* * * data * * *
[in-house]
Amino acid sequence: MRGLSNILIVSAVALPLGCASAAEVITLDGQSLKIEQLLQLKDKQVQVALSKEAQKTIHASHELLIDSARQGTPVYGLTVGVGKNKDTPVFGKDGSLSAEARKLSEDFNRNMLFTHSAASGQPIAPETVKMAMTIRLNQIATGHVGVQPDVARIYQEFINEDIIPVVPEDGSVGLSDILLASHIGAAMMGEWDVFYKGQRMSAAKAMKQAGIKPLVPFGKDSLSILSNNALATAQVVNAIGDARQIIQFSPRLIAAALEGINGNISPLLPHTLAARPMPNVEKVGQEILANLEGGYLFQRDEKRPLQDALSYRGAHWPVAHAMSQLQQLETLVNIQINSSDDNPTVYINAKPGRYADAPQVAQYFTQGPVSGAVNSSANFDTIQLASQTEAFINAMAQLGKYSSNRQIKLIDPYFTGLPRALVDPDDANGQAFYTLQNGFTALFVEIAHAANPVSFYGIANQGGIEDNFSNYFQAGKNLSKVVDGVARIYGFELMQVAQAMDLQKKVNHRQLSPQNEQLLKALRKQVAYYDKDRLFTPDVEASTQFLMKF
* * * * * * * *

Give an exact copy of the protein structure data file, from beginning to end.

[in-house]
Amino acid sequence: MRGLSNILIVSAVALPLGCASAAEVITLDGQSLKIEQLLQLKDKQVQVALSKEAQKTIHASHELLIDSARQGTPVYGLTVGVGKNKDTPVFGKDGSLSAEARKLSEDFNRNMLFTHSAASGQPIAPETVKMAMTIRLNQIATGHVGVQPDVARIYQEFINEDIIPVVPEDGSVGLSDILLASHIGAAMMGEWDVFYKGQRMSAAKAMKQAGIKPLVPFGKDSLSILSNNALATAQVVNAIGDARQIIQFSPRLIAAALEGINGNISPLLPHTLAARPMPNVEKVGQEILANLEGGYLFQRDEKRPLQDALSYRGAHWPVAHAMSQLQQLETLVNIQINSSDDNPTVYINAKPGRYADAPQVAQYFTQGPVSGAVNSSANFDTIQLASQTEAFINAMAQLGKYSSNRQIKLIDPYFTGLPRALVDPDDANGQAFYTLQNGFTALFVEIAHAANPVSFYGIANQGGIEDNFSNYFQAGKNLSKVVDGVARIYGFELMQVAQAMDLQKKVNHRQLSPQNEQLLKALRKQVAYYDKDRLFTPDVEASTQFLMKF